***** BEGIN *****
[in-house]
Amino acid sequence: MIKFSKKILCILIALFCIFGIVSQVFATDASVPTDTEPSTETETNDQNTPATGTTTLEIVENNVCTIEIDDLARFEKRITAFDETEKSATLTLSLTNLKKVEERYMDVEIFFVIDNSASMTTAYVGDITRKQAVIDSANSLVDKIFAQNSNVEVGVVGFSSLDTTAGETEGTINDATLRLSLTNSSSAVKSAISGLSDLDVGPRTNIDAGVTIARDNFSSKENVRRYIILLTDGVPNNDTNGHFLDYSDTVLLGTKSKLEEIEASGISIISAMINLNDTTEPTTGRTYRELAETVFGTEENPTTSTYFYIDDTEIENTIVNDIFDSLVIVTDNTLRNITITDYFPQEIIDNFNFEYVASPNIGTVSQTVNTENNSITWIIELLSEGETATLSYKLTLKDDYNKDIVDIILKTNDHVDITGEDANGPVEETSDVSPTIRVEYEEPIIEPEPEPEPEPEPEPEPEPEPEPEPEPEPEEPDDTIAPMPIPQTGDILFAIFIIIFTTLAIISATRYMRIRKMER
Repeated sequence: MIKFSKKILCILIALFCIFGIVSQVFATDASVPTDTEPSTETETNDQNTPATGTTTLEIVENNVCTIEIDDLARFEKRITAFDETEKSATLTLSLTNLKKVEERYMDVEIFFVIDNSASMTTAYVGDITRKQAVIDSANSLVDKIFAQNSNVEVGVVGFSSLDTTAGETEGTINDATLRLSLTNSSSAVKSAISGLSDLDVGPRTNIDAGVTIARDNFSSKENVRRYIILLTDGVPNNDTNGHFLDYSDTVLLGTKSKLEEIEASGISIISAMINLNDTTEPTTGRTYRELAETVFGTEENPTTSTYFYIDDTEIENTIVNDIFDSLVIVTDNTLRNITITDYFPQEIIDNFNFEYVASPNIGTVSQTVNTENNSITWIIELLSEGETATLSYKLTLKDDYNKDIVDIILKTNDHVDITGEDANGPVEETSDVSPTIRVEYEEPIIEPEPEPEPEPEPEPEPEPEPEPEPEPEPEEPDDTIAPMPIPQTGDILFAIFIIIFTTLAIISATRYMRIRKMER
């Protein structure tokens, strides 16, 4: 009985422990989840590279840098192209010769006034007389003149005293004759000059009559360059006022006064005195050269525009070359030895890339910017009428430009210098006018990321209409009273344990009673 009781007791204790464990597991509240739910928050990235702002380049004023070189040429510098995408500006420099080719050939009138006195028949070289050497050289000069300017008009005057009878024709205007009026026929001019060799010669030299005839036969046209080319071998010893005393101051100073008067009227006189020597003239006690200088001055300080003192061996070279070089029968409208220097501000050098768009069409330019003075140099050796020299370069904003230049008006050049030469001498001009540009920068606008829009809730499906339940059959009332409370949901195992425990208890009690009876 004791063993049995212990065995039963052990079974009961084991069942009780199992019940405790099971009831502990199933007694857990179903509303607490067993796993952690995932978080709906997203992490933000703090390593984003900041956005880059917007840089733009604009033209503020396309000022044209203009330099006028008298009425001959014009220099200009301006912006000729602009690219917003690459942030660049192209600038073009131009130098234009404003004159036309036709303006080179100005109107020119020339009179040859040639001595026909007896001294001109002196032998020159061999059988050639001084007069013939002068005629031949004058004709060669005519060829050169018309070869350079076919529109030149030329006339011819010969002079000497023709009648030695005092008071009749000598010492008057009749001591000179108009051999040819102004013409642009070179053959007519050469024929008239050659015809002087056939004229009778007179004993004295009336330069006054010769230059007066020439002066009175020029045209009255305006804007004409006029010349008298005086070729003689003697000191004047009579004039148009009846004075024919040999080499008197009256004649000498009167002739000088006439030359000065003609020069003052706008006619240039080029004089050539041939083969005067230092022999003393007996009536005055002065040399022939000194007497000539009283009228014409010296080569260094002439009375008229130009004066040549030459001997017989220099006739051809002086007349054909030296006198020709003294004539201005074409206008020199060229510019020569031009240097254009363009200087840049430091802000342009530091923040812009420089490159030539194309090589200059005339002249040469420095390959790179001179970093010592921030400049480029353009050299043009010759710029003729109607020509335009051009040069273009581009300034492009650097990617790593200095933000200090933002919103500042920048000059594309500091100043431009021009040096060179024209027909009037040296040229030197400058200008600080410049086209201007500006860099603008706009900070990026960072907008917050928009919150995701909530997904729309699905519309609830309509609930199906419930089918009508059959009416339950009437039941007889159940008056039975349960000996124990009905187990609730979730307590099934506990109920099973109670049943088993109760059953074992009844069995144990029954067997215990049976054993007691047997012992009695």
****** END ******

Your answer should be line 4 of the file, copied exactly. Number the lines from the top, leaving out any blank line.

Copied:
């Protein structure tokens, strides 16, 4: 009985422990989840590279840098192209010769006034007389003149005293004759000059009559360059006022006064005195050269525009070359030895890339910017009428430009210098006018990321209409009273344990009673 009781007791204790464990597991509240739910928050990235702002380049004023070189040429510098995408500006420099080719050939009138006195028949070289050497050289000069300017008009005057009878024709205007009026026929001019060799010669030299005839036969046209080319071998010893005393101051100073008067009227006189020597003239006690200088001055300080003192061996070279070089029968409208220097501000050098768009069409330019003075140099050796020299370069904003230049008006050049030469001498001009540009920068606008829009809730499906339940059959009332409370949901195992425990208890009690009876 004791063993049995212990065995039963052990079974009961084991069942009780199992019940405790099971009831502990199933007694857990179903509303607490067993796993952690995932978080709906997203992490933000703090390593984003900041956005880059917007840089733009604009033209503020396309000022044209203009330099006028008298009425001959014009220099200009301006912006000729602009690219917003690459942030660049192209600038073009131009130098234009404003004159036309036709303006080179100005109107020119020339009179040859040639001595026909007896001294001109002196032998020159061999059988050639001084007069013939002068005629031949004058004709060669005519060829050169018309070869350079076919529109030149030329006339011819010969002079000497023709009648030695005092008071009749000598010492008057009749001591000179108009051999040819102004013409642009070179053959007519050469024929008239050659015809002087056939004229009778007179004993004295009336330069006054010769230059007066020439002066009175020029045209009255305006804007004409006029010349008298005086070729003689003697000191004047009579004039148009009846004075024919040999080499008197009256004649000498009167002739000088006439030359000065003609020069003052706008006619240039080029004089050539041939083969005067230092022999003393007996009536005055002065040399022939000194007497000539009283009228014409010296080569260094002439009375008229130009004066040549030459001997017989220099006739051809002086007349054909030296006198020709003294004539201005074409206008020199060229510019020569031009240097254009363009200087840049430091802000342009530091923040812009420089490159030539194309090589200059005339002249040469420095390959790179001179970093010592921030400049480029353009050299043009010759710029003729109607020509335009051009040069273009581009300034492009650097990617790593200095933000200090933002919103500042920048000059594309500091100043431009021009040096060179024209027909009037040296040229030197400058200008600080410049086209201007500006860099603008706009900070990026960072907008917050928009919150995701909530997904729309699905519309609830309509609930199906419930089918009508059959009416339950009437039941007889159940008056039975349960000996124990009905187990609730979730307590099934506990109920099973109670049943088993109760059953074992009844069995144990029954067997215990049976054993007691047997012992009695």